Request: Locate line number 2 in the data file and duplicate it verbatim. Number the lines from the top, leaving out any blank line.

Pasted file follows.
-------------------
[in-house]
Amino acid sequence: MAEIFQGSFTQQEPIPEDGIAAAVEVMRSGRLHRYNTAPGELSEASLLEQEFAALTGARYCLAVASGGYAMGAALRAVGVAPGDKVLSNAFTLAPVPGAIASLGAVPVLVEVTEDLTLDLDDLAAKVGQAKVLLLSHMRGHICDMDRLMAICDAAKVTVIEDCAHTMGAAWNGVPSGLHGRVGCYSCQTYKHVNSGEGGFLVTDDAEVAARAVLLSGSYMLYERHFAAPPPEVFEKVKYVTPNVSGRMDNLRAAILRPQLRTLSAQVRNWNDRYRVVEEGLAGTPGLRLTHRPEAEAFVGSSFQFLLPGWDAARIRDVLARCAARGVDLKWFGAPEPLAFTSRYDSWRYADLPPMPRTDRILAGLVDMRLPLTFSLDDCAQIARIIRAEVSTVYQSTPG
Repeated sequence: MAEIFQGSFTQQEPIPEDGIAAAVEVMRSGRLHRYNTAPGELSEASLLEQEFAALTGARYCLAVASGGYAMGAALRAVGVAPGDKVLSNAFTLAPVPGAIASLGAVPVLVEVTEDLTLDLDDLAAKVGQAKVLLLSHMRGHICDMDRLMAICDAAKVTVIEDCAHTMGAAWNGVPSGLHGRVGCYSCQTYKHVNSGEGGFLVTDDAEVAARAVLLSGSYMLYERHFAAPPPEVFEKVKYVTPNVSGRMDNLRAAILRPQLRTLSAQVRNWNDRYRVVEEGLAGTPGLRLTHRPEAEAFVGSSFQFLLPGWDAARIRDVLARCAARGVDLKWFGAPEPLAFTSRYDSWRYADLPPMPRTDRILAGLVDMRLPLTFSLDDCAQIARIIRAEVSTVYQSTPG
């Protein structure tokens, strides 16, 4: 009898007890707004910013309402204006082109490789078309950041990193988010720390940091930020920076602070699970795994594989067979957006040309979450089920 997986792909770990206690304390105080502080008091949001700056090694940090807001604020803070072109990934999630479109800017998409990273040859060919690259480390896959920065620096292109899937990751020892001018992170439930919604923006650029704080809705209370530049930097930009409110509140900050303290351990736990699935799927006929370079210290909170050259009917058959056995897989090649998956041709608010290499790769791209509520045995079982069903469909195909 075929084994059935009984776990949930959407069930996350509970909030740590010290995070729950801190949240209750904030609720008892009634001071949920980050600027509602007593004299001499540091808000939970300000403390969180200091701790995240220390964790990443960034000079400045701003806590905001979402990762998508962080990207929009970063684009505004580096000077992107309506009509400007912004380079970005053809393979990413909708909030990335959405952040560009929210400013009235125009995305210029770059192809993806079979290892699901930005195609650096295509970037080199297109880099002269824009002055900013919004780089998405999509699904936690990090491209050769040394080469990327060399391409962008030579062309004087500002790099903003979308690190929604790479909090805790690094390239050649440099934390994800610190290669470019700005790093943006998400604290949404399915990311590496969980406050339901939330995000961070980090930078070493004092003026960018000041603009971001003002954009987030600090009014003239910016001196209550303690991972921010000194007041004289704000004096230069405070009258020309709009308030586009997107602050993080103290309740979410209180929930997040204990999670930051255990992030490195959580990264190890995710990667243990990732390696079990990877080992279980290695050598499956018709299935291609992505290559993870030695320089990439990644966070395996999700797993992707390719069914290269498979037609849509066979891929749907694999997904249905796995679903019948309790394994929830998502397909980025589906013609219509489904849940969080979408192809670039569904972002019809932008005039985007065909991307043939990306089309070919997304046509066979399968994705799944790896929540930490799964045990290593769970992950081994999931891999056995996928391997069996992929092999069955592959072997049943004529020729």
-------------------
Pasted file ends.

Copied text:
Amino acid sequence: MAEIFQGSFTQQEPIPEDGIAAAVEVMRSGRLHRYNTAPGELSEASLLEQEFAALTGARYCLAVASGGYAMGAALRAVGVAPGDKVLSNAFTLAPVPGAIASLGAVPVLVEVTEDLTLDLDDLAAKVGQAKVLLLSHMRGHICDMDRLMAICDAAKVTVIEDCAHTMGAAWNGVPSGLHGRVGCYSCQTYKHVNSGEGGFLVTDDAEVAARAVLLSGSYMLYERHFAAPPPEVFEKVKYVTPNVSGRMDNLRAAILRPQLRTLSAQVRNWNDRYRVVEEGLAGTPGLRLTHRPEAEAFVGSSFQFLLPGWDAARIRDVLARCAARGVDLKWFGAPEPLAFTSRYDSWRYADLPPMPRTDRILAGLVDMRLPLTFSLDDCAQIARIIRAEVSTVYQSTPG